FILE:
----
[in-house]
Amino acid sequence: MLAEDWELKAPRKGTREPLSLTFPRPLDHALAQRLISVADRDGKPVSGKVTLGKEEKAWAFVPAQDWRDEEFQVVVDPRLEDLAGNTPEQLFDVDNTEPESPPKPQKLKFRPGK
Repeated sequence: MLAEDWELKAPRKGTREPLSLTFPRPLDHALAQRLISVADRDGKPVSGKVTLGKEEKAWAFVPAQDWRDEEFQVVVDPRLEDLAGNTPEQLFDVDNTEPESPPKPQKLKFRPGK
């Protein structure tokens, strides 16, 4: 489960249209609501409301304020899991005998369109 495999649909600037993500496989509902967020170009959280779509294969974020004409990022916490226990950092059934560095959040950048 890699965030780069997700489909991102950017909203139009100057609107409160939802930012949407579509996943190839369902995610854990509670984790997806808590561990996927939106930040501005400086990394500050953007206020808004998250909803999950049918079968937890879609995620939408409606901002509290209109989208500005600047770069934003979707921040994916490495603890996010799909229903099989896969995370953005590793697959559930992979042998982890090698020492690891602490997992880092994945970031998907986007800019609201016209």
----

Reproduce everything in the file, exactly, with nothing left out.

[in-house]
Amino acid sequence: MLAEDWELKAPRKGTREPLSLTFPRPLDHALAQRLISVADRDGKPVSGKVTLGKEEKAWAFVPAQDWRDEEFQVVVDPRLEDLAGNTPEQLFDVDNTEPESPPKPQKLKFRPGK
Repeated sequence: MLAEDWELKAPRKGTREPLSLTFPRPLDHALAQRLISVADRDGKPVSGKVTLGKEEKAWAFVPAQDWRDEEFQVVVDPRLEDLAGNTPEQLFDVDNTEPESPPKPQKLKFRPGK
């Protein structure tokens, strides 16, 4: 489960249209609501409301304020899991005998369109 495999649909600037993500496989509902967020170009959280779509294969974020004409990022916490226990950092059934560095959040950048 890699965030780069997700489909991102950017909203139009100057609107409160939802930012949407579509996943190839369902995610854990509670984790997806808590561990996927939106930040501005400086990394500050953007206020808004998250909803999950049918079968937890879609995620939408409606901002509290209109989208500005600047770069934003979707921040994916490495603890996010799909229903099989896969995370953005590793697959559930992979042998982890090698020492690891602490997992880092994945970031998907986007800019609201016209």